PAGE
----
Delicious cheesy fajitas
As I don't really have an outlet for my sketches, I thought I'd try converting one to a written piece. It turned out longer and less sketchy than planned, as I'd forgotten that I also enjoy 'proper' writing. Now I have a thing that isn't really a sketch and also isn't a very good story.
It's been a long, dreary afternoon and Fenella isn't sad to be walking out of the office, even if it's straight into the rain. It's not proper rain, just a halfhearted drizzle, as though the clouds have decided that a real storm would be too much effort – or as though they've sort of forgotten to not rain.
There's bugger all on TV this evening and Fenella has made plans – with herself – to go out for Mexican. It's easier than cooking at home and she might even be able to get very drunk while wearing an amusing hat.
It's not even a proper Mexican restaurant. It's 'modern Australian fusion', which as far as anyone can tell just means it also offers the kinds of dishes that are served with 'heirloom asparagus spears' and 'chat potatoes' and 'cutlery', with a side of 'jus' and 'ma'am, could you please put some pants on'.
The restaurant's grimy sign hangs apologetically over the door, suspended like a lingering fart: 'something-something-Sol', in large red and yellow letters. After three years she still doesn't know the name of the place. She pushes the door open without bothering to find out.
'Hi', says a young waitress brightly, 'welcome to [WHITE NOISE]; table for one?'
Good God. It's like my brain just blanks the name out.
'Just this way.'
Fenella is given a seat next to the window and opposite a glaringly empty chair. It's not properly pushed in, so there's a rather big gap between the chair and the table that practically screams 'insert human companionship here'. Excellent. Fenella has just become a living public service warning to passers-by.
A young waiter with a rag tucked into his black half-apron appears out of nowhere. He's a hipster, all beard and big glasses and self-esteem (why don't they ever seem to hate themselves like normal people do?) but seems to be one of the nice ones. He pours her a glass of water with a weird nod that's both cheerful and serenely subservient. He seems almost smug about it.
'Hi, there. Ready to order?'
Hell yes! I'd like something that burns my tongue off but is also absorbent enough to soak up the tequila when I try to dull my senses later.
'Yes, could I have the —'
'The chef’s special today is fa-JYE-tas.'
'I’m sorry?' Fenella asks, not sure whether to be offended but suddenly finding herself looking for the opportunity.
The waiter repeats, 'We’ve got a special on fa-JYE-tas', and looks at her expectantly.
'Are you trying to be smart?'
'No, ma’am. I’m offering you cheap faJYEtas.'
'FaHEEta! It’s pronounced faheeta.'
'I don’t think it is.'
'There’s a J in it.'
'It’s Mexican!' Oh yes. Fenella is now not only That Customer with No Friends, but also, officially, That Dick.
The waiter is clearly not about to drop it. 'Yes, but in Australia it’s pronounced "J"', he tells her matter-of-factly, and then adds: 'When in Rome.'
'We’re in Sydney.'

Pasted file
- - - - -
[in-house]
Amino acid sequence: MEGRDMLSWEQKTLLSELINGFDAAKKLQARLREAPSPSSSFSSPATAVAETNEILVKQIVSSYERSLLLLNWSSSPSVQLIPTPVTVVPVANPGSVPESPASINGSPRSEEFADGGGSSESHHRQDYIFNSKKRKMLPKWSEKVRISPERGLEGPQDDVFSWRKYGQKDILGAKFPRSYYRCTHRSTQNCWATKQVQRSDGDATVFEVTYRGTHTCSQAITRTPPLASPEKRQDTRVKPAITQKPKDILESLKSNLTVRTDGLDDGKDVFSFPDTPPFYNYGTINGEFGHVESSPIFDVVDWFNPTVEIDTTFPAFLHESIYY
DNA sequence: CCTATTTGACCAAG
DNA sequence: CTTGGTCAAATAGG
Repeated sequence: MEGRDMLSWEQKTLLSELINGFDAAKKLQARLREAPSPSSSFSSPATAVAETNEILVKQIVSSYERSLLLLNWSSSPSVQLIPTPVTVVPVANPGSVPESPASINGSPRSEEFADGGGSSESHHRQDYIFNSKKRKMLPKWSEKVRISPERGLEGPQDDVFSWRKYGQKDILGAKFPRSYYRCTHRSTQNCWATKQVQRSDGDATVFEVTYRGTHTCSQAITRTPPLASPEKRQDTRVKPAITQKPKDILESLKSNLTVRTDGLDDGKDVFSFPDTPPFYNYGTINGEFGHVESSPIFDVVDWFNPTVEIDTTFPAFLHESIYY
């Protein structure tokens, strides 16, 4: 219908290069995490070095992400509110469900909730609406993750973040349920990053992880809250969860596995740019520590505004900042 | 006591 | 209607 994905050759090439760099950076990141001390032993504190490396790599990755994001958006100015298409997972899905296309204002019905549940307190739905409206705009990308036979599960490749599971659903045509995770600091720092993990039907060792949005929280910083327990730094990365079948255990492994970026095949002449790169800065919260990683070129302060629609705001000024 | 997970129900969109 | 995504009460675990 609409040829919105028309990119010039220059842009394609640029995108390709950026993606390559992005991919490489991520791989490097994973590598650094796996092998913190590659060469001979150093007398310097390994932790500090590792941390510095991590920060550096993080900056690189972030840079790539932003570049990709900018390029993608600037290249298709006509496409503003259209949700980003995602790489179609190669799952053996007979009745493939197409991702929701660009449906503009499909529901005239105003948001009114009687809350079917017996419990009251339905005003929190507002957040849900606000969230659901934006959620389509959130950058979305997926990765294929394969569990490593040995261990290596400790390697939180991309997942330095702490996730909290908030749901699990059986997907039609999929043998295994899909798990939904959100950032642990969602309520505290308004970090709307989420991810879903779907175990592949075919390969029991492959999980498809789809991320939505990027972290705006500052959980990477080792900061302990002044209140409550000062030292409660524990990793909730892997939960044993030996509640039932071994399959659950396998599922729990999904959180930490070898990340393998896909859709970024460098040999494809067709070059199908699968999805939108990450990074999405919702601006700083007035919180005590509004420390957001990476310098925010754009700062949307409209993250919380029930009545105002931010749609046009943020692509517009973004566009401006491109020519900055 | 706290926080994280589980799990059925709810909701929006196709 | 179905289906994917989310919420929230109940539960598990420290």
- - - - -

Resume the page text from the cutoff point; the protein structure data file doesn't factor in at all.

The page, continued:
'When in Sydney.'
'When in Sydney what?'
'When in Sydney you eat faJYEta.'
Nope. I'm not ordering anything on the Mexican menu. God only knows what the kitchen staff would put on my plate if he tells them I want a vagita for dinner.
She says instead, 'I’ll just have the spatchcock, thanks', and immediately regrets it. The waiter looks at her reprovingly.
'That’s a bit inappropriate.'
'A SALAD, THEN. Just get me a Caesar salad.' She remembers her manners grudgingly. 'Please.'
This seems to trigger some sort of hidden internal reset button in the waiter, who's now back to his serenely, smugly subservient self. 'No entrée, ma’am?' he asks, stylus hovering over the screen of his handheld electronic order-taking device thingy.
'Not even a gourmett pumpkin soup shot?'
'No!' Fenella snaps.
'I’m sorry', the waiter says with buttery smoothness, 'I meant "gourmay". I just thought you might enjoy a little amuse-bouche.' The words dribble out sickeningly.
'It’s pronounced—' Fenella frowns for a second. 'OK, you’re saying it right, but now it just sounds dirty.'
Unruffled, the waiter nods and starts jotting. 'So, one [WHITE NOISE] Sol Creamy Caesar Salad.'
The waiter says the word 'creamy' a bit too slowly as he writes it. Creeeeeeamy.
'And for drinks?' he asks as he finishes jotting. He looks back up at Fenella, politely expressionless. 'I've got a semi-on.'
'Would you prefer a chardonnay?'
'Oh', Fenella says, embarrassed, 'you meant a semillon with an "l".'
'There’s no pleasing you, is there?'
'Well, if you’d pronounced it semiyong instead of "semi-on"—' Fenella stops herself. 'Yes, I will have the semi ... the white. Thanks.'
'Excellent choice. Also, just to let you know, our head chef will be giving a live demonstration of his world-renowned filletting skills at 9 pm in the open kitchen to your right. He can de-bone and fillett a mackerel in less than 15 seconds and will be signing copies of his book ‘My Filletting Life’ after the fillett show.'
Graaaarggghh! 'It’s pronounced fil-LAY! It's a fil-LAY show!'
'Fellatio?' asks the waiter, genuinely surprised. 'OK then. Our head chef will be performing his public fellatio at nine.'
Fenella's eye twitches. 'That’s it. I’m out.'
The waiter shrugs and heads back to the kitchen to tell the others what he's just heard the chef will be doing to a fish tonight.
Last five entries:
The distant future: Foil-wrapped for freshness - 2015-04-17
Delicious cheesy fajitas - 2015-03-11
In this week's news - 2013-06-12
Licence to Quill - 2013-02-20
Ant problems - 2013-02-16